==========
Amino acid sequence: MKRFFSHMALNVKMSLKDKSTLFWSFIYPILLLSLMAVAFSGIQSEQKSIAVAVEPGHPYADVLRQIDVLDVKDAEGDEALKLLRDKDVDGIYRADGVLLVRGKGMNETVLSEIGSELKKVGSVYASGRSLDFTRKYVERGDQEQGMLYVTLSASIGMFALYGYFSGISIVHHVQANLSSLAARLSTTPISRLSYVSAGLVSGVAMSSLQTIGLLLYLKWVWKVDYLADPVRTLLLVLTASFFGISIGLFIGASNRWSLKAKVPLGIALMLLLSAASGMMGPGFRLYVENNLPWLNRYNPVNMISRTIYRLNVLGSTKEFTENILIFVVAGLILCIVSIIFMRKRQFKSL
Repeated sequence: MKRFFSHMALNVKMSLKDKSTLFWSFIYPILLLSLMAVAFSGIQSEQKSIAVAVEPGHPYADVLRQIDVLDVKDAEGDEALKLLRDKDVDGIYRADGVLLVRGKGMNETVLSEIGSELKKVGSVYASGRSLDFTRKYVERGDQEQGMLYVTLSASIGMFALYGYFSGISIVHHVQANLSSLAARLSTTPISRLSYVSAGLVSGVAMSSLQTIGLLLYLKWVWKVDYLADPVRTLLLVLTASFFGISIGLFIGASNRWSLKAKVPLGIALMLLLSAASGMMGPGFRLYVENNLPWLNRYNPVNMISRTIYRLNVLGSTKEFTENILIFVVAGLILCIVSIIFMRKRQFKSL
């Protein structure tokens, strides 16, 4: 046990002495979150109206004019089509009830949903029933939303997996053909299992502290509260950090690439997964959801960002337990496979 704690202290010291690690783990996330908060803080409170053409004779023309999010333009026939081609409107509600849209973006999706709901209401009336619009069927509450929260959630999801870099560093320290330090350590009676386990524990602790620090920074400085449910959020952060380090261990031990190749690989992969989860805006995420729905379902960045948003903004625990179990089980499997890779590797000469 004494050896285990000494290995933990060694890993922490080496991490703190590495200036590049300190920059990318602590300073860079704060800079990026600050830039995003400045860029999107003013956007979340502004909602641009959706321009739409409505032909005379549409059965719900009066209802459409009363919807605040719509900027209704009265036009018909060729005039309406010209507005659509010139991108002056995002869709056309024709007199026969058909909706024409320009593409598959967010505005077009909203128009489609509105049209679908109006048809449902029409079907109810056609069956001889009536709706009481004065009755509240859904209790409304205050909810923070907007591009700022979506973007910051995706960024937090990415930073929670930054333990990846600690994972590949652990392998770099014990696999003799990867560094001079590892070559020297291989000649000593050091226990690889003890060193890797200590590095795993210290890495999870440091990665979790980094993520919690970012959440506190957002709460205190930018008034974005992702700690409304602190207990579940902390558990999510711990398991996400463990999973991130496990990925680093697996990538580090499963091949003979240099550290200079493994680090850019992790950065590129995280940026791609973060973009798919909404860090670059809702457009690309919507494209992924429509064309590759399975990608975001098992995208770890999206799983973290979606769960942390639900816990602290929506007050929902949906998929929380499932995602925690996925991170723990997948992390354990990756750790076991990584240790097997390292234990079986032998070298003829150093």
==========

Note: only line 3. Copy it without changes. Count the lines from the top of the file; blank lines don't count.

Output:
């Protein structure tokens, strides 16, 4: 046990002495979150109206004019089509009830949903029933939303997996053909299992502290509260950090690439997964959801960002337990496979 704690202290010291690690783990996330908060803080409170053409004779023309999010333009026939081609409107509600849209973006999706709901209401009336619009069927509450929260959630999801870099560093320290330090350590009676386990524990602790620090920074400085449910959020952060380090261990031990190749690989992969989860805006995420729905379902960045948003903004625990179990089980499997890779590797000469 004494050896285990000494290995933990060694890993922490080496991490703190590495200036590049300190920059990318602590300073860079704060800079990026600050830039995003400045860029999107003013956007979340502004909602641009959706321009739409409505032909005379549409059965719900009066209802459409009363919807605040719509900027209704009265036009018909060729005039309406010209507005659509010139991108002056995002869709056309024709007199026969058909909706024409320009593409598959967010505005077009909203128009489609509105049209679908109006048809449902029409079907109810056609069956001889009536709706009481004065009755509240859904209790409304205050909810923070907007591009700022979506973007910051995706960024937090990415930073929670930054333990990846600690994972590949652990392998770099014990696999003799990867560094001079590892070559020297291989000649000593050091226990690889003890060193890797200590590095795993210290890495999870440091990665979790980094993520919690970012959440506190957002709460205190930018008034974005992702700690409304602190207990579940902390558990999510711990398991996400463990999973991130496990990925680093697996990538580090499963091949003979240099550290200079493994680090850019992790950065590129995280940026791609973060973009798919909404860090670059809702457009690309919507494209992924429509064309590759399975990608975001098992995208770890999206799983973290979606769960942390639900816990602290929506007050929902949906998929929380499932995602925690996925991170723990997948992390354990990756750790076991990584240790097997390292234990079986032998070298003829150093």